A chance to exit the “left coast” for a time and “begin to try to understand the center of American power” was how CMC alumni Henry Johnson ’14 termed his reason for attending the Washington Program in the spring of 2013.
“What I found most valuable in the program was the exposure it provided to the professional working world,” Johnson (a dual major in History and Government at CMC) says. “Previously, I hadn't ever had to wear nice clothes and go work a 9-5 on top of schoolwork. In a sense, it felt like homework became the extracurricular activity and my internship the core curriculum. Above all, it helped prepare me for the rigors of a demanding career field like journalism.”
After graduating from CMC, Johnson traveled first to Colombia with friends for a few weeks, then to Dushanbe, Tajikistan, on a State Department critical language scholarship in Persian. He then traveled to Turkey for a three-week jaunt with another best friend from CMC.
“My singular advice to new graduates if they have the means to take it: Travel first, decide on a career path later,” Johnson says. “I eventually moved to D.C. for an internship with a law firm, but pursued an enduring interest in U.S.-Iran relations by writing for a Middle East blog on the side. I'm currently in a year-long fellowship with Foreign Policy magazine.”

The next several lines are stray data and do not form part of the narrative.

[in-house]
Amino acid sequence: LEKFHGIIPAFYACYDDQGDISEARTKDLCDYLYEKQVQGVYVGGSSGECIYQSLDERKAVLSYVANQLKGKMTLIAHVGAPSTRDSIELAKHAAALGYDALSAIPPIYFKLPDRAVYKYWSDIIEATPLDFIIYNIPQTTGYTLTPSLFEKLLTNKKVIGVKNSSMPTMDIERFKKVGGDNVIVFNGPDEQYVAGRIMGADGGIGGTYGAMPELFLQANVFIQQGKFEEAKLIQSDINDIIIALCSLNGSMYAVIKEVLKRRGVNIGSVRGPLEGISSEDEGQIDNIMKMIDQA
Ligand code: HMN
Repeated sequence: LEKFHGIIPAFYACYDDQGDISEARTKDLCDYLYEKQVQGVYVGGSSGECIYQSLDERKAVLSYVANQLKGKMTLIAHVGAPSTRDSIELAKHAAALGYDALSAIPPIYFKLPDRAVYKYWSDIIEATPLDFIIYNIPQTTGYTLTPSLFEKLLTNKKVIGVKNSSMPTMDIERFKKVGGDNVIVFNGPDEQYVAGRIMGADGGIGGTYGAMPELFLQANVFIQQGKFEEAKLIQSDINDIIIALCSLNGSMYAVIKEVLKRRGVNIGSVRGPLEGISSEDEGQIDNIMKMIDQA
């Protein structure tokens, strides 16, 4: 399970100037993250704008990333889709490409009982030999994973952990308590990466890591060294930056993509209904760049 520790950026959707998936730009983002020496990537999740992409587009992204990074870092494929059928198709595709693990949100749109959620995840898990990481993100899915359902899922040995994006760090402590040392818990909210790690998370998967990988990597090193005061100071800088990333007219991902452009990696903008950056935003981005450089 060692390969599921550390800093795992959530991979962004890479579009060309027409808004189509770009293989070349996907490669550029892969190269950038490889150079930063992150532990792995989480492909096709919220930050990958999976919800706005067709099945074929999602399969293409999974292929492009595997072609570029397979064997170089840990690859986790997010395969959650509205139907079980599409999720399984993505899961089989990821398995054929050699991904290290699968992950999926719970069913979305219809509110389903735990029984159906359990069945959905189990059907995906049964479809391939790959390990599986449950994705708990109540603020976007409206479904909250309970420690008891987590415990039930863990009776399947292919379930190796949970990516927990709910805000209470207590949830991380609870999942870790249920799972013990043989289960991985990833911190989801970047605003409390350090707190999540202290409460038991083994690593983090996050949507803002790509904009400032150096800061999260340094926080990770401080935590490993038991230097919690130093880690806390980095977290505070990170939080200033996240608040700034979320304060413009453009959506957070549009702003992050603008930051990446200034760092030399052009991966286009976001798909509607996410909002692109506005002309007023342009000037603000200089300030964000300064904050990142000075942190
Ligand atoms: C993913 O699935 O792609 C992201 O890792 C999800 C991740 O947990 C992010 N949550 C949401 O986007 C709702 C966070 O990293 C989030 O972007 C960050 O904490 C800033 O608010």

Johnson says that participation in the Washington Program was invaluable in that it helped to narrow his job interests. “If it weren't for the program, I would've had less of an idea of where I wanted to look for work than I did after graduating,” he says.
Perhaps the fondest memory Johnson has of the Program was near the end of his stay in D.C. “Having dinner at a professor's house with the other students toward the end of the program and feeling bonded with them by the mutual experience of being thrown into the nation's capital as impressionable 20-year-olds was amazing,” he says.
That said, according to Johnson the most valuable lesson he learned during the Program is that taking personal responsibility for one’s own life has no expiration date. “You can rely only on yourself to be the person you want to be,” he says.
And that’s why the Washington Program pays such huge dividends. In Johnson’s words: “It helps students find themselves.”